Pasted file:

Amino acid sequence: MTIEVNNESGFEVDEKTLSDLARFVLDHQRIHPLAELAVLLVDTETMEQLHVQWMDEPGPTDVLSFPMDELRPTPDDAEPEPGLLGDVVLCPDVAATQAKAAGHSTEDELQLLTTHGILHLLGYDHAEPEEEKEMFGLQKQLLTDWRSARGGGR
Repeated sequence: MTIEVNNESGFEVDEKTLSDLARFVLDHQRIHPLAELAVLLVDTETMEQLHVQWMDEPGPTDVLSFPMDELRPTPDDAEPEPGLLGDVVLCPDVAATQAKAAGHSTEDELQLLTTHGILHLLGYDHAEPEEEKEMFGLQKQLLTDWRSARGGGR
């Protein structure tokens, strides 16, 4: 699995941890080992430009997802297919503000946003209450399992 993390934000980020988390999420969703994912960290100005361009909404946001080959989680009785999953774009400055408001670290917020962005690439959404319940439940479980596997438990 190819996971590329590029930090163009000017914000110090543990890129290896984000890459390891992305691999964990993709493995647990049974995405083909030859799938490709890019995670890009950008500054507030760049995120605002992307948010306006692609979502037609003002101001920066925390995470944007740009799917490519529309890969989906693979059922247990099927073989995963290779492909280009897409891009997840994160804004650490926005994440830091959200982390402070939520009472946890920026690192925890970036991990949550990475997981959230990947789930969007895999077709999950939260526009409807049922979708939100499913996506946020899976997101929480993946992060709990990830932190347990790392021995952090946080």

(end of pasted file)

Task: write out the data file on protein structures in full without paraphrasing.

Amino acid sequence: MTIEVNNESGFEVDEKTLSDLARFVLDHQRIHPLAELAVLLVDTETMEQLHVQWMDEPGPTDVLSFPMDELRPTPDDAEPEPGLLGDVVLCPDVAATQAKAAGHSTEDELQLLTTHGILHLLGYDHAEPEEEKEMFGLQKQLLTDWRSARGGGR
Repeated sequence: MTIEVNNESGFEVDEKTLSDLARFVLDHQRIHPLAELAVLLVDTETMEQLHVQWMDEPGPTDVLSFPMDELRPTPDDAEPEPGLLGDVVLCPDVAATQAKAAGHSTEDELQLLTTHGILHLLGYDHAEPEEEKEMFGLQKQLLTDWRSARGGGR
């Protein structure tokens, strides 16, 4: 699995941890080992430009997802297919503000946003209450399992 993390934000980020988390999420969703994912960290100005361009909404946001080959989680009785999953774009400055408001670290917020962005690439959404319940439940479980596997438990 190819996971590329590029930090163009000017914000110090543990890129290896984000890459390891992305691999964990993709493995647990049974995405083909030859799938490709890019995670890009950008500054507030760049995120605002992307948010306006692609979502037609003002101001920066925390995470944007740009799917490519529309890969989906693979059922247990099927073989995963290779492909280009897409891009997840994160804004650490926005994440830091959200982390402070939520009472946890920026690192925890970036991990949550990475997981959230990947789930969007895999077709999950939260526009409807049922979708939100499913996506946020899976997101929480993946992060709990990830932190347990790392021995952090946080």